• Federal apprehensions for immigration violations declined, while arrests tripled, in 2000-10

    Apprehensions for immigration violations peaked at 1.8 million in 2000 but dropped to 516,992 in 2010 — the lowest level since 1972, according to a report released last week by the Justice Department’s Bureau of Justice Statistics (BJS); between 2000 and 2010, arrests booked by the U.S. Marshals Service for federal immigration offenses tripled, from 25,205 to 82,438 arrests; immigration apprehensions resulted in about 16 arrests per 100 apprehensions in 2010, up from 2 arrests per 100 in 2002

  • ICE agents say Obama’s 15 June executive order makes their job more difficult

    Association of ICE agents complains that the 15 June executive order which deferred deportation action against certain classes of illegal immigrants makes it difficult for ICE to enforce immigration laws

  • Obama and Romney stopped talking about immigration until the Democrats dropped the Dream Bomb

    The 15 June announcement by DHS secretary Janet Napolitano of an executive order which, in effect, implements the Dream Act, gives the 2008 presidential election the appearance of offering a discussion of immigration issues; the fact remains, though, that since  the Immigration and Reform Act (IRCA) of 1986, both parties studiously avoided a serious debate of the issue during presidential campaigns; democracy is a messy form of government, and few other topics are as messy and convoluted as U.S. immigration policy, but both political parties are wrong to avoid a broad public discussion of this vital national issue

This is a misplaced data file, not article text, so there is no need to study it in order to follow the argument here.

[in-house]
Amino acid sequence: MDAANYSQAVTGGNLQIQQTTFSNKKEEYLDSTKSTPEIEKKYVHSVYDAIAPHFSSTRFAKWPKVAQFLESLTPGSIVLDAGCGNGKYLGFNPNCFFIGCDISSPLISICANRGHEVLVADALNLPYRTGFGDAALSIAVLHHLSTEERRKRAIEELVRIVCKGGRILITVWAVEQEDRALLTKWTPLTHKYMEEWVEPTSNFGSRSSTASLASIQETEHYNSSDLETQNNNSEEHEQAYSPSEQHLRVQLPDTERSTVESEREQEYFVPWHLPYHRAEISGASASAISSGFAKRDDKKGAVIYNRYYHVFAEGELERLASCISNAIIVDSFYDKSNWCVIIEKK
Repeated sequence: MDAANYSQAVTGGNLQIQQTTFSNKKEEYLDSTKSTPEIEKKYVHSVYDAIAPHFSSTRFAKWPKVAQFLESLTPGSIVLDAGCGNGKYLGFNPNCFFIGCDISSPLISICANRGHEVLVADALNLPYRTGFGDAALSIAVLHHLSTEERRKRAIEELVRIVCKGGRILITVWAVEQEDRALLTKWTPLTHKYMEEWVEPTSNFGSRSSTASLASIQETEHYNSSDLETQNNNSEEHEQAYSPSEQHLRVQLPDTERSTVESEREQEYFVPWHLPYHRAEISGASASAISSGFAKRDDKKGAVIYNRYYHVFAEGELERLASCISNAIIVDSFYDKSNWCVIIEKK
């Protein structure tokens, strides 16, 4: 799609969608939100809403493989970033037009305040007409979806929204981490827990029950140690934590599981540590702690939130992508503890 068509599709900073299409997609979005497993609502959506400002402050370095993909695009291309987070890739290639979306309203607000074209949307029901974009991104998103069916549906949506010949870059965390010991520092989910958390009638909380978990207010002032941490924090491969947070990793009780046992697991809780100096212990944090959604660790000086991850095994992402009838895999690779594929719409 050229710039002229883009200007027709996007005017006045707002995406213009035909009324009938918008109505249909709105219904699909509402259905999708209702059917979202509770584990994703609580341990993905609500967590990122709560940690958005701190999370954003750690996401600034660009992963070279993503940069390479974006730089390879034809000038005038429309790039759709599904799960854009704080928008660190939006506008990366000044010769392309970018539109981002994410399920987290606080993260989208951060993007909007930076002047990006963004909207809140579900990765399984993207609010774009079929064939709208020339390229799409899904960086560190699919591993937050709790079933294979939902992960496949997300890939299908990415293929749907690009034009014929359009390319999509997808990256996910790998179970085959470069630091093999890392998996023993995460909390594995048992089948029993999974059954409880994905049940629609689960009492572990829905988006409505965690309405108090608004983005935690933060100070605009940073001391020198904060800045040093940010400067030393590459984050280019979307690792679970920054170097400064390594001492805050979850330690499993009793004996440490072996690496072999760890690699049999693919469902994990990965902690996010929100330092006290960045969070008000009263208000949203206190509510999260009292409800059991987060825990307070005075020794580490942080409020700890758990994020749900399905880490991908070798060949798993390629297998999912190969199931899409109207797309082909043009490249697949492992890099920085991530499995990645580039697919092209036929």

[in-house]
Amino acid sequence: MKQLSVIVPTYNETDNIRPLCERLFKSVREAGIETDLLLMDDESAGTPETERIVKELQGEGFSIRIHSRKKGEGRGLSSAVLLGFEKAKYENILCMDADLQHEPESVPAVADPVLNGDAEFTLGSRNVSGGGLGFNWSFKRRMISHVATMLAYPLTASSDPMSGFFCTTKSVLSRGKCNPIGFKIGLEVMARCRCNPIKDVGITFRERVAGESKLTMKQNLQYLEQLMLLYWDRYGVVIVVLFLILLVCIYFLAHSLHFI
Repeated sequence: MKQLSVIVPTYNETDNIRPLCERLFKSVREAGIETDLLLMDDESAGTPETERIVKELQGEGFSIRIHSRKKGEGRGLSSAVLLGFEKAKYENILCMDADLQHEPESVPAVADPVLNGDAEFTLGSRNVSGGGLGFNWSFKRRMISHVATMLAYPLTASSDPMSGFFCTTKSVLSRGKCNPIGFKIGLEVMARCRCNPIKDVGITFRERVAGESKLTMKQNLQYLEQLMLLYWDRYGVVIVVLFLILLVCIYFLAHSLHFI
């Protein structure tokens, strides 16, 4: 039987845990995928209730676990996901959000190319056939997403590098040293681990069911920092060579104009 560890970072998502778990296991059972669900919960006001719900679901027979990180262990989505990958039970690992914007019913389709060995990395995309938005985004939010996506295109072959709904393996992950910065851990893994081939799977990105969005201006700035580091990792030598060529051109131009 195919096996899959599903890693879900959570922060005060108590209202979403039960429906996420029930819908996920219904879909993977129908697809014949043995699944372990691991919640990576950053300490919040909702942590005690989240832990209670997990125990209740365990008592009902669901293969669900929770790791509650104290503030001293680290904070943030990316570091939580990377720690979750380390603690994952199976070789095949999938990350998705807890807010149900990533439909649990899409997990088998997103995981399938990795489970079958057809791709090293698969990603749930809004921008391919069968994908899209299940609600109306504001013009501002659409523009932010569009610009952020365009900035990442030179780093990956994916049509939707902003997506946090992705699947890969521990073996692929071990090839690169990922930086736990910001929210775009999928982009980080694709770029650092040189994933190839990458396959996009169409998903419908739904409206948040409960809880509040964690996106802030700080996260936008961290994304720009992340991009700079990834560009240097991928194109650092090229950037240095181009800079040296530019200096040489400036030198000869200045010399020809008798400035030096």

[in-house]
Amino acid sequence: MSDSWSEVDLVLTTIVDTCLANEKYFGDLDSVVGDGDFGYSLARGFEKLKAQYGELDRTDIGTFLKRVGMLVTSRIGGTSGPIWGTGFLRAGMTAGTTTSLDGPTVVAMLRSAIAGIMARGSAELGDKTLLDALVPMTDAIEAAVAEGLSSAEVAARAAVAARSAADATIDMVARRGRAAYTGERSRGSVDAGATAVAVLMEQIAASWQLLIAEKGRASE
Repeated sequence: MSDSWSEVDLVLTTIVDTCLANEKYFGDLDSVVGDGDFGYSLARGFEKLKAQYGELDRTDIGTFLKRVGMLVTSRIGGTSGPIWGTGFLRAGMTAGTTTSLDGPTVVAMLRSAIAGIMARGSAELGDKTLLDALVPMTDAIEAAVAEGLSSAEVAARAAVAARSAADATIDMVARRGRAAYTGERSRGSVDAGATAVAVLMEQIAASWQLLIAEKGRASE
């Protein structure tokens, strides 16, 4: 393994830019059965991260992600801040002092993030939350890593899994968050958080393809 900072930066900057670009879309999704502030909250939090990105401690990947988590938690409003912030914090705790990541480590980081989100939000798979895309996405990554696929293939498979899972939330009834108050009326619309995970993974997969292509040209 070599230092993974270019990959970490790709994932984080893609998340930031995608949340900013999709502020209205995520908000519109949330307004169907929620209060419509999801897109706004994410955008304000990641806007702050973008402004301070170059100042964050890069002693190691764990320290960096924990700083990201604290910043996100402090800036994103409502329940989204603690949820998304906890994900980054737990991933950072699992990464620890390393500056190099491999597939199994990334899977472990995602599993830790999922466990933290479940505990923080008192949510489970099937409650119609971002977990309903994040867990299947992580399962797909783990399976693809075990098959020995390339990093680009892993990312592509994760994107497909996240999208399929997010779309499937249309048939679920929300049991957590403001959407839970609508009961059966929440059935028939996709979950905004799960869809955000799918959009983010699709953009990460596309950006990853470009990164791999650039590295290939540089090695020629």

• House bill allows Border Patrol to ignore environmental, safety protections along borders

    The House of Representatives passed a sweeping bill which would allow the Border Patrol to ignore dozens of environmental protection laws — among them the Wilderness Act and Endangered Species Act — on all federally managed land within 100 miles of the Mexico and Canada borders; supporters argue that the measure is necessary to give the border patrol more freedom to chase illegal immigrants and drug smugglers; critics charge that the measure has little, if anything, to do with border security, and more to do with opening federally managed land to exploitation by private businesses, or pandering to local political constituencies

  • Arizona police preparing to begin implementing SB 1070

    Anticipating at least a partially favorable decision from the U.S. Supreme Court on Arizona’s SB 1070 immigration bill, Governor Jan Brewer has issued an executive order instructing police officers across the state to familiarize themselves with the provisions of the law and prepare to begin to implement it; the Court decision is expected before the end of June